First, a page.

Peace breaks out at the Phoenix Park as smiling Killers get rapturous welcome

Heavy Garda presence ensured no repeat of last year’s violence

Smile Like You Mean It.
The title of one of the Killers hits pretty much summed up Saturday night's concert in the Phoenix Park, the second in a trilogy of gigs.

Between Justin Timberlake last Wednesday and Mumford and Sons last night, it brought good vibes back to the park after last year's sell-out concert by Swedish House Mafia was marred by violence.

Everyone was beaming: the streams of 30-somethings heading in from 5pm; the security who encouraged everyone to enjoy the show after being searched; cheery gardaí who lined Chesterfield Avenue, the field itself and the bridge at Heuston station in noticeably large numbers; the stewards; the medics; the bar staff – everyone was in chipper form.

Then there was Brandon Flowers, the frontman of the Killers who smiled so hard you could practically see his gleaming all-American dental work from the zoo.


The evening began with Californian band Haim who are drumming up a wide fanbase ahead of their debut album release. As Northerners Two Door Cinema Club flew expertly through their canon of hits, they were as gracious as ever, persistently thanking the crowd for showing up early to see them, and happy to be the “local flavour”.

They got some big cheers, but before the Killers came on, most of the crowd petering through the gates were largely disengaged from the music, instead lounging on the grass, checking out food options dominated by burgers or queuing for the bar. Until the headliners arrived, you could easily stroll right to the front of the crowd.

Before that was the debut Irish performance from R 'n' B singer Frank Ocean. Ocean's set was sparse, nuanced and sedate. He complained about the sound level being too low, and it was nudged up a tad.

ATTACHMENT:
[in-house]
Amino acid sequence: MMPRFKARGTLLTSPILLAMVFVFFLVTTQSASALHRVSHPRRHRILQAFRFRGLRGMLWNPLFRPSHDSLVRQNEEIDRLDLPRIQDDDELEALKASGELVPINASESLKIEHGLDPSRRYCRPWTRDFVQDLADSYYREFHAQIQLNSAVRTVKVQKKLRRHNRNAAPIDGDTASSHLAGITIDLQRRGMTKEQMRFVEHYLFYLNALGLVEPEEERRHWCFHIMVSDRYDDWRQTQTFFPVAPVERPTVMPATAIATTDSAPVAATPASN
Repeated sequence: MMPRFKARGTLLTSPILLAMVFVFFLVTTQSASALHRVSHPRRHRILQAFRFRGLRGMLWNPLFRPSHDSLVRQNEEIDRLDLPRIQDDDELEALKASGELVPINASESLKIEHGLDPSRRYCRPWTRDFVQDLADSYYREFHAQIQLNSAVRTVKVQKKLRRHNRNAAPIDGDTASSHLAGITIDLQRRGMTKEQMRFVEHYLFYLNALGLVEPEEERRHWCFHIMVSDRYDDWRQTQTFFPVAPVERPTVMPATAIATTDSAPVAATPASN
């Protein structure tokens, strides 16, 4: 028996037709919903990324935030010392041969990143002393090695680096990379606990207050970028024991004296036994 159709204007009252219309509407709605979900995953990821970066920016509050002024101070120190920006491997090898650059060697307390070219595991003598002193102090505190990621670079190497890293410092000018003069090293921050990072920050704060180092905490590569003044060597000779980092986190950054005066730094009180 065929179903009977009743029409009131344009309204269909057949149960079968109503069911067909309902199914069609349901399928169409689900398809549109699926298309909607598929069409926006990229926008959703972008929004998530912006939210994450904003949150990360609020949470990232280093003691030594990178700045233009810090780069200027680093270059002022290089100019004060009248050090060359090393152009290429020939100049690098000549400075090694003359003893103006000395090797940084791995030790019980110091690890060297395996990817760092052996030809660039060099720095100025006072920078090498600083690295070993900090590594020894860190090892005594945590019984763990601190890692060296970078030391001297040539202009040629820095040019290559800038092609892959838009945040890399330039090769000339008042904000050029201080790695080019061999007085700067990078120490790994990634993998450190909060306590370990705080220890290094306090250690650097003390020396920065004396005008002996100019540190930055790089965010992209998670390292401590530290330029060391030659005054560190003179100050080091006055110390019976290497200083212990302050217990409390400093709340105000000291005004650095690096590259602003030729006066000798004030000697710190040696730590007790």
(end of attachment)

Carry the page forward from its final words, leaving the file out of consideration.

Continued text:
An act that would probably cause a feverish response in a smaller venue was met mostly with indifference aside from a small portion of the audience pushing towards the stage to hear brilliant tracks such as Novacane, Super Rich Kids, Pyramids and the stunning Thinking About You.

Them the crowd transformed from calm to ecstatic. Somebody Told Me blasted out, with Flowers exclaiming "Baile Atha Cliath!" to a rapturous welcome.

The Killers are a band who started out to become New Order and ended up as Springsteen-lite. There's a marked difference between their nostalgic American-dream type material and the grittier Hot Fuss, an album that's nearly 10 years old.

The clean-cut Flowers has an image somewhere between Tom Cruise and an up-and-coming Republican senator. He is every inch a showman, sometimes cheesy – a turgid cover of I Think We're Alone Now and an ill-advised segment of Pride (In The Name Of Love) – but awesomely energetic.

His delight at the crowd’s reaction never once waned.

As as fireworks took over from poor visuals and All These Things That I've Done and Mr Brightside blasted out, the refrain rang all the way home: "I've got soul but I'm not a soldier . . . "

Una Mullally

Una Mullally

Una Mullally, a contributor to The Irish Times, writes a weekly opinion column